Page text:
Thursday, 23 June 2011
Failure to connect
If you’d thought connecting to the telephone was a simple exercise and considered a basic necessity of modern housing, you’d be most emphatically wrong.
Marmalade Cottage has never been connected to the phone, not even in the days of the Post Master General’s department.
In practical terms, the connection is a matter of digging a trench, running cable from the pit in the footpath to where you want the socket installed inside the house.
In reality it’s insanely complicated and, depending on who you ask, and on which day, quite often conflicting.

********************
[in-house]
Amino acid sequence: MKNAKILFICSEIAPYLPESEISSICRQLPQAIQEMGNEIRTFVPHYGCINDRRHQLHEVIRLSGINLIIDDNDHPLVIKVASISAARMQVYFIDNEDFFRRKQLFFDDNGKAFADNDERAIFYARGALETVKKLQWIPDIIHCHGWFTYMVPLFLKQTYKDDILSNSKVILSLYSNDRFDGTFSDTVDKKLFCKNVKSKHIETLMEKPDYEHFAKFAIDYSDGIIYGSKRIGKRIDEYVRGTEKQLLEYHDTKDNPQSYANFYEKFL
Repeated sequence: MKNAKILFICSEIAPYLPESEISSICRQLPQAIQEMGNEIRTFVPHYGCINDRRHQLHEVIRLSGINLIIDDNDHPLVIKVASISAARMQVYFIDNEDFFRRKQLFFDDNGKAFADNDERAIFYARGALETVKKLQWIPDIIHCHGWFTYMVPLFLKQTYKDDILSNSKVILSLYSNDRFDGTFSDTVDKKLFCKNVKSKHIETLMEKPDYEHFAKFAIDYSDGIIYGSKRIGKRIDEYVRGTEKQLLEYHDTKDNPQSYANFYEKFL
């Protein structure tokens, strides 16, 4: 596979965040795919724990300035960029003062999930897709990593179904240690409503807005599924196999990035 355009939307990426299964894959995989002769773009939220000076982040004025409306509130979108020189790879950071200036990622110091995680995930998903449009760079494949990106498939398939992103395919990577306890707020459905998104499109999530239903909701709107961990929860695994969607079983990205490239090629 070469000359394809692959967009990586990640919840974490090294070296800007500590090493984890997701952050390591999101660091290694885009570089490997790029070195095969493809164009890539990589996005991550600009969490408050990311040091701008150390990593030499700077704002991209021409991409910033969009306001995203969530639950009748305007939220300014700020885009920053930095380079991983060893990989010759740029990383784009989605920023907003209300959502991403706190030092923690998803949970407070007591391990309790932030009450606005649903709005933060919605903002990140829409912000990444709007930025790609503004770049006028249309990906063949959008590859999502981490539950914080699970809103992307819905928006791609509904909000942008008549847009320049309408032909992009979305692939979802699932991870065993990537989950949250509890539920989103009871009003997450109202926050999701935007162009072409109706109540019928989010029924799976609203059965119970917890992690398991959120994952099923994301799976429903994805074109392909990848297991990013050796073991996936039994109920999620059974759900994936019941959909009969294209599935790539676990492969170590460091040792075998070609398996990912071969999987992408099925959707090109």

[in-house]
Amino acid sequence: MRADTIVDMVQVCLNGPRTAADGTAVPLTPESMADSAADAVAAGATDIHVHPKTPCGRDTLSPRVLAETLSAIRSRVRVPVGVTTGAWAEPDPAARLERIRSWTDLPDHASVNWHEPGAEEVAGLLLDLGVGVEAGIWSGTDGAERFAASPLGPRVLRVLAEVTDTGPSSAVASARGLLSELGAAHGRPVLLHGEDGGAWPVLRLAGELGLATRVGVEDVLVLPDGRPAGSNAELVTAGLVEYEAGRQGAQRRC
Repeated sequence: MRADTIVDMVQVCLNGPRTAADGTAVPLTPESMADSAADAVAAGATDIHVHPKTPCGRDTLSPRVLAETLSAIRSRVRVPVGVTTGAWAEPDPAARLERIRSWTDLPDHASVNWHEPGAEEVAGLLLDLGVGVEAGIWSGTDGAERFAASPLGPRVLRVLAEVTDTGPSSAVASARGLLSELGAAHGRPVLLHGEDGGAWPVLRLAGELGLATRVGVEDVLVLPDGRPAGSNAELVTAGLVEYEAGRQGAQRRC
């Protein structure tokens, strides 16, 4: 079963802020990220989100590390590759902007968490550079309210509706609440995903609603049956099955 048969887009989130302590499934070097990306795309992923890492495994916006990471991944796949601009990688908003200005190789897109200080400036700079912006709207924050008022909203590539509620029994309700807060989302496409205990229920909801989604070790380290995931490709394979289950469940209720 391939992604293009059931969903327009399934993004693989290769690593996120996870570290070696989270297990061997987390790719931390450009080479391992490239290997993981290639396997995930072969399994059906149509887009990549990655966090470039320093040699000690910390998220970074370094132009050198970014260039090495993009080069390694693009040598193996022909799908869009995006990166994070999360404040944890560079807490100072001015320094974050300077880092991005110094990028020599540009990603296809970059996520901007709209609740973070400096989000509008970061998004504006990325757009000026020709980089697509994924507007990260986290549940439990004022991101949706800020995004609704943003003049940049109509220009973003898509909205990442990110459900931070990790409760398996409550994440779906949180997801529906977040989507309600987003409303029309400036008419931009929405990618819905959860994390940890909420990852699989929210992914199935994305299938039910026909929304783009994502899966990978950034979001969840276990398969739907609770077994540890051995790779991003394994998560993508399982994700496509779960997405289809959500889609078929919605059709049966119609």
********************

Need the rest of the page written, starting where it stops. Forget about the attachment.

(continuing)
The whole telephone-connection system is set up for new houses, so working with a 94-year-old house causes throwing of hands in air, and, one suspects, muttering under breath.
The phone has to be connected to the electrical meter box. Or it doesn’t.
The cabling has to go in a trench directly to the meter box. Or it doesn’t.
The trench has to be 350mm deep. Or 300mm deep. It has to be 250mm wide. Or 150mm wide. Or the width of a spoon.
The trench can cost $341 or $428 to dig. Or you can dig it yourself. Provided it’s deep enough and wide enough. And in the right place.
The reinventors are digging their heels in and demanding a definitive explanation of what’s required and where, and a quote in writing. The provisioning company is finding this difficult to understand.
Apparently the Marmalade Cottage situation is unusual to the degree of about one-in-10,000. Everyone gets the phone connected when they build the house, don’t they?!